Some rival executives appear skeptical about the Wizards’ available head of basketball operations position, according to a piece from David Aldridge and Josh Robbins of The Athletic.
“I would have a lot of questions I would want to ask,” one executive said, via Aldridge and Robbins, “but the biggest one would be: Are you willing to start over and build from the bottom up? Can you stomach three to four years of struggle in the win column in order to position the team to win (at) a high level in the long run?’”
Another suggested he would be curious about team owner Ted Leonsis‘ overall goals.
“Then I would say, ‘Well, why would you want to set the bar that low?’” he said. “Where is the bar? Is it a moving bar? Does the bar move based on the whims of emotion and how the Capitals are doing? Or the Wizards, do they have their own standard that’s ironclad and high enough where it’s aspirational? What’s the goal? Do we just want to make the playoffs? Do we want to do more than that? Do we want to just make it once or twice? Do we want to have a sustained run? Is competitive longevity important?”
A third executive raised similar concerns.
“I think the owner’s vision is really, really important,” he said. “Everybody wants to win a championship, but are they willing to do what it takes to get there?
“What’s his vision of the current team? And what does he see as realistic? Does he think that this (current) team can win a championship? I know that’s the question that he would have (for me if I were interviewing for the job). He would say: ‘That’s your job.’ But I would want to know what he’s thinking, too.”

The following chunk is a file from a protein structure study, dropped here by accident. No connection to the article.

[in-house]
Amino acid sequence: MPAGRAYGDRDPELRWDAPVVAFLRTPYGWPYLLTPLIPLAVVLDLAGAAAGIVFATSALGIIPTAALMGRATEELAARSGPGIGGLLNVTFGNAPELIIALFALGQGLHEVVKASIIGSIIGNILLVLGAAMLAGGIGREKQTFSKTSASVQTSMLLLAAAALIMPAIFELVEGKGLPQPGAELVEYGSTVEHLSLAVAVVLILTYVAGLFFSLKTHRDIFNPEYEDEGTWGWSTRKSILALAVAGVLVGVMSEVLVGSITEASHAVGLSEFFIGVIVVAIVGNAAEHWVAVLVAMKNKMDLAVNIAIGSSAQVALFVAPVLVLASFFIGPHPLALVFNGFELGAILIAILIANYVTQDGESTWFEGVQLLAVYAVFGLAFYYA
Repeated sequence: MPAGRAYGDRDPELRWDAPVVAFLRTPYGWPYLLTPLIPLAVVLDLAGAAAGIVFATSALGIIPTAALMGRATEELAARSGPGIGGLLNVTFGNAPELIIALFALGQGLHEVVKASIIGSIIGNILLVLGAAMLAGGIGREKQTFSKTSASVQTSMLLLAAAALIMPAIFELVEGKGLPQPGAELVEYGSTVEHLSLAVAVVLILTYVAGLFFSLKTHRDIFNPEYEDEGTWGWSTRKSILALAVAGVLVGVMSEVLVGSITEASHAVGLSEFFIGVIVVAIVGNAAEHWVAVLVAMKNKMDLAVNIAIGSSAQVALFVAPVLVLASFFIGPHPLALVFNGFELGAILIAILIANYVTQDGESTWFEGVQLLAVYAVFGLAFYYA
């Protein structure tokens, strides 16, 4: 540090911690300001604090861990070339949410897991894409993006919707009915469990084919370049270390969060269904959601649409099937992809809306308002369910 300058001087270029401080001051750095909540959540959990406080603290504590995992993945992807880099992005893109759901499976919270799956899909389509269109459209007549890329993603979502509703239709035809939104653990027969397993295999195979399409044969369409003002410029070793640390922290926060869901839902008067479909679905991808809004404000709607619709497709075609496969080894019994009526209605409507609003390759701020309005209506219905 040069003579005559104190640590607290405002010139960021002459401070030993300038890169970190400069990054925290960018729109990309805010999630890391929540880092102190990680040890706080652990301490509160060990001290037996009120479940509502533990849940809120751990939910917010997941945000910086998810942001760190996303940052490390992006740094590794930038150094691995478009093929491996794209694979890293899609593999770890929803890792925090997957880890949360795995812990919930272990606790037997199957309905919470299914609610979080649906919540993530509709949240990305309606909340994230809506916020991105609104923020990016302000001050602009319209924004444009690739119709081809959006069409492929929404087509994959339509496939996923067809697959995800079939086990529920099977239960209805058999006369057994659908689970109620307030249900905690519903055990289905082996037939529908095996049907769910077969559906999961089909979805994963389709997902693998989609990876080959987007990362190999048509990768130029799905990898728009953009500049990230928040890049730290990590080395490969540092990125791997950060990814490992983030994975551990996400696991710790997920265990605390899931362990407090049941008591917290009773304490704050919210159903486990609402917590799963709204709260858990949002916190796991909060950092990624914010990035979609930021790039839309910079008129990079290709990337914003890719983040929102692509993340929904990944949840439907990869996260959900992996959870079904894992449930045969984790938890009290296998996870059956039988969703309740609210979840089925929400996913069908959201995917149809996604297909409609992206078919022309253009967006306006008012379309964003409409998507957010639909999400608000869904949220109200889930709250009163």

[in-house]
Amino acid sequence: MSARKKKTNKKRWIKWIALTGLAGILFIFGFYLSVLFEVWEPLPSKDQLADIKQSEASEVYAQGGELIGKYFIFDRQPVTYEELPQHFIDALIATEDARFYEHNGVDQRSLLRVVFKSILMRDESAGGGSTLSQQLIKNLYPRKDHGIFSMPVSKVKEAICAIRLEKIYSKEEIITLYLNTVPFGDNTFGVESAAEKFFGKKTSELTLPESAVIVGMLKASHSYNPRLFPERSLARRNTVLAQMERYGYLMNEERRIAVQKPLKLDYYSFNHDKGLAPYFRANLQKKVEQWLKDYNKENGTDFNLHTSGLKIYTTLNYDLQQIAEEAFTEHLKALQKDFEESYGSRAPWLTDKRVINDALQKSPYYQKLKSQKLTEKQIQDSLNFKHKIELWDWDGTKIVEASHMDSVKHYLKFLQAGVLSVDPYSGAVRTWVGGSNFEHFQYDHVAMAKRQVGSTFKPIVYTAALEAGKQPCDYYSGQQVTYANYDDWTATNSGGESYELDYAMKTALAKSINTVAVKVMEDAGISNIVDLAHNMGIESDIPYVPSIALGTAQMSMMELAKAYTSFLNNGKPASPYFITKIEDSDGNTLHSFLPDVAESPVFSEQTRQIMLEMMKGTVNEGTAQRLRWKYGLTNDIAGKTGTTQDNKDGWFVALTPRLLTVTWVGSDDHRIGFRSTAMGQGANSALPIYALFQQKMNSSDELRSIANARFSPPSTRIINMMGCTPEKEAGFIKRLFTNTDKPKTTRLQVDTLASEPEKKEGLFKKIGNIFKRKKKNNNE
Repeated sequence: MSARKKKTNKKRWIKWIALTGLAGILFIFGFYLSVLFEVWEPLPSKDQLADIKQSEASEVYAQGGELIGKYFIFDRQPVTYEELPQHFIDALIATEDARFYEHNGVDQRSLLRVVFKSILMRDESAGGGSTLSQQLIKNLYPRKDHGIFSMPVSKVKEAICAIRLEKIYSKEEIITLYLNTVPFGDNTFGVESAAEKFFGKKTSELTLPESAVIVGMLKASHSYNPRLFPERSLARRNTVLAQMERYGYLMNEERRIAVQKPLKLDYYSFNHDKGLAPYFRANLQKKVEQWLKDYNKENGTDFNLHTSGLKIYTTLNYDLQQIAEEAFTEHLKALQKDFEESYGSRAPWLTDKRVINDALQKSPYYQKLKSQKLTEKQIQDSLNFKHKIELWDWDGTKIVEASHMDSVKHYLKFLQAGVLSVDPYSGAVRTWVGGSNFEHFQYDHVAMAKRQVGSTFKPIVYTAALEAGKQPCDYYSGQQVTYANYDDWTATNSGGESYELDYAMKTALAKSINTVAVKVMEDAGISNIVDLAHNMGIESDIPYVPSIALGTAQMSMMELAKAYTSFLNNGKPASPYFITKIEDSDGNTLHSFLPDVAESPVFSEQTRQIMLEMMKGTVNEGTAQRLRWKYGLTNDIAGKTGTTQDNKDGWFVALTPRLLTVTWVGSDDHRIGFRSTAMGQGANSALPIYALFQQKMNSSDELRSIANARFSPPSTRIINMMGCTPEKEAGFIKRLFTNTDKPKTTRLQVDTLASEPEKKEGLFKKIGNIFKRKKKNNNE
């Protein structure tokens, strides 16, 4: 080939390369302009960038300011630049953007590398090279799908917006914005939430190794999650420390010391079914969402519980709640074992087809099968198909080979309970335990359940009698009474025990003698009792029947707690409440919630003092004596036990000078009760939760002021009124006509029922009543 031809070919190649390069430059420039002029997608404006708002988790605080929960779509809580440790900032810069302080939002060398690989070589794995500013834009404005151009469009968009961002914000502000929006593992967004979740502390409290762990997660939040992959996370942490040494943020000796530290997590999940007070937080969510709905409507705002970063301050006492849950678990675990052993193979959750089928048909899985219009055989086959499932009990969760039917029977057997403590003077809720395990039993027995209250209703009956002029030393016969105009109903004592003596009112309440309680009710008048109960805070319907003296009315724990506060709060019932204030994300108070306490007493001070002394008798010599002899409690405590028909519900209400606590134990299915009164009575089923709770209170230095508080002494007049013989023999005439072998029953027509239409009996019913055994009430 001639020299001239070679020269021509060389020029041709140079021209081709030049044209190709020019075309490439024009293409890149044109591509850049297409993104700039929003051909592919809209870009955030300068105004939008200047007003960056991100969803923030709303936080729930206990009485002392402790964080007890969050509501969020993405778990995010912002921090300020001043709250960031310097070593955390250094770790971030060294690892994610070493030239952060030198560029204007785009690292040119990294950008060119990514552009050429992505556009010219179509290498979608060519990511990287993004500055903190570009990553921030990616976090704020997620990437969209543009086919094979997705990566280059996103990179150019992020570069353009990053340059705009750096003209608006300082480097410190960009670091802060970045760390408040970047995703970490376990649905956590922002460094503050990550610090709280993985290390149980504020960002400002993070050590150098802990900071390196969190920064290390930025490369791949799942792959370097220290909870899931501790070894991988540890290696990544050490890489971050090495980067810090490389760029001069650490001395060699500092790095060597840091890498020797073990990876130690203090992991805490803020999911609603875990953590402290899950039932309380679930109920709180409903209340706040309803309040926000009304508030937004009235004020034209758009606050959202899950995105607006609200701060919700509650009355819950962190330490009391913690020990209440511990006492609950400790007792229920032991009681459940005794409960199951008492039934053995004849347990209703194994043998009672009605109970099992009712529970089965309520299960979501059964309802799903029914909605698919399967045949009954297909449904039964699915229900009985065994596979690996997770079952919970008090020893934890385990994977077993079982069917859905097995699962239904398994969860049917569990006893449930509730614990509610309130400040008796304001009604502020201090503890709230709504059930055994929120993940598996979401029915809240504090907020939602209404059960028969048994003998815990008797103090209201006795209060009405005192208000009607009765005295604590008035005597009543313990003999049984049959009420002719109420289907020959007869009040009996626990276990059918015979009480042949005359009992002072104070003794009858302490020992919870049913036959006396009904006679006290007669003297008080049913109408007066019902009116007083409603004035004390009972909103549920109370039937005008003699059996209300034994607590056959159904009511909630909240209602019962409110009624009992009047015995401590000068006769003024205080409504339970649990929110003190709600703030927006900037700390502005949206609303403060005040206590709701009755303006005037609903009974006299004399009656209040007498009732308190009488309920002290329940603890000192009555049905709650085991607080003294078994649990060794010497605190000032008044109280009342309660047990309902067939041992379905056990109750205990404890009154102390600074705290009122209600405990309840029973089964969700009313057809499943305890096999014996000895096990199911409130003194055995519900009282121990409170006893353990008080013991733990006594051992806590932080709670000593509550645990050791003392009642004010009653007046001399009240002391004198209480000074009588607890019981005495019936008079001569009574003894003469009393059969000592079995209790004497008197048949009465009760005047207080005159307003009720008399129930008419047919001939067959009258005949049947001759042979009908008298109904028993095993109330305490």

The Wizards last made the playoffs in 2020-21, when they finished 34-48. They haven’t been out of the first round in nearly a decade (2014-15).
Today, the roster makeup seems to be a bit of a concern among opposing executives.
“Why has the team been kind of stuck, or mired, in mediocrity for the last decade?” a fourth executive said, via Aldridge and Robbins. “Probably because (they’re) disillusioned to think that Bradley Beal is the player that (they) hope he is, but he’s clearly not. So are you willing to clear the decks? I think that’s an important question. Why haven’t you traded Bradley Beal? Because he’s a good player, but he’s probably the second or third player on a really, really good team, not the guy to build around.”
What would executives from rival teams ask Wizards principal owner Ted Leonsis if they were candidates for the Wizards' head of basketball operations job? @davidaldridgedc and I asked six execs from around the league, and their answers were enlightening.https://t.co/l6vwIBPEjQ
— Josh Robbins (@JoshuaBRobbins) May 16, 2023
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